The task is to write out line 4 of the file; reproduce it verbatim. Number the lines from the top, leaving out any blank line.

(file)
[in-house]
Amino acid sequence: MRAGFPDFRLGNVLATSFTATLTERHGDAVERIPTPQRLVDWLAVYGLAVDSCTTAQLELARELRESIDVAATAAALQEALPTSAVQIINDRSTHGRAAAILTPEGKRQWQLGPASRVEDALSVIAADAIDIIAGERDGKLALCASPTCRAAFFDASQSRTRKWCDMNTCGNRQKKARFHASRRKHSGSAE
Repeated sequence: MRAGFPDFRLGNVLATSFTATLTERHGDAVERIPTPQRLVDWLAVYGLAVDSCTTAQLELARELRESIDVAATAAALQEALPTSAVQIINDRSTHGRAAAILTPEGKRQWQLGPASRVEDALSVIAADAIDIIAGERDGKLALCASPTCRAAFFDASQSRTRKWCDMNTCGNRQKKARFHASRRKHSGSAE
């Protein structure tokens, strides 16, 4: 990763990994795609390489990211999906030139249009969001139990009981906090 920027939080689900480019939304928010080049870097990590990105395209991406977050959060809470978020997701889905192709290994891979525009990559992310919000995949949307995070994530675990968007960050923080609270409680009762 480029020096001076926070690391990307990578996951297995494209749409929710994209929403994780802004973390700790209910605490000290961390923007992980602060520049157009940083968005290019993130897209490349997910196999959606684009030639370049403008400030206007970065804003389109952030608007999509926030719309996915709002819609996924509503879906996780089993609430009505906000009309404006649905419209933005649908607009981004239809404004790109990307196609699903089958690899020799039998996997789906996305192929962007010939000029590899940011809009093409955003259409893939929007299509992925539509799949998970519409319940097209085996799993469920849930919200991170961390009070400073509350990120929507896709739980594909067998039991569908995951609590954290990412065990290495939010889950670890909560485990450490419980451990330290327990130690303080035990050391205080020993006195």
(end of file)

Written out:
């Protein structure tokens, strides 16, 4: 990763990994795609390489990211999906030139249009969001139990009981906090 920027939080689900480019939304928010080049870097990590990105395209991406977050959060809470978020997701889905192709290994891979525009990559992310919000995949949307995070994530675990968007960050923080609270409680009762 480029020096001076926070690391990307990578996951297995494209749409929710994209929403994780802004973390700790209910605490000290961390923007992980602060520049157009940083968005290019993130897209490349997910196999959606684009030639370049403008400030206007970065804003389109952030608007999509926030719309996915709002819609996924509503879906996780089993609430009505906000009309404006649905419209933005649908607009981004239809404004790109990307196609699903089958690899020799039998996997789906996305192929962007010939000029590899940011809009093409955003259409893939929007299509992925539509799949998970519409319940097209085996799993469920849930919200991170961390009070400073509350990120929507896709739980594909067998039991569908995951609590954290990412065990290495939010889950670890909560485990450490419980451990330290327990130690303080035990050391205080020993006195």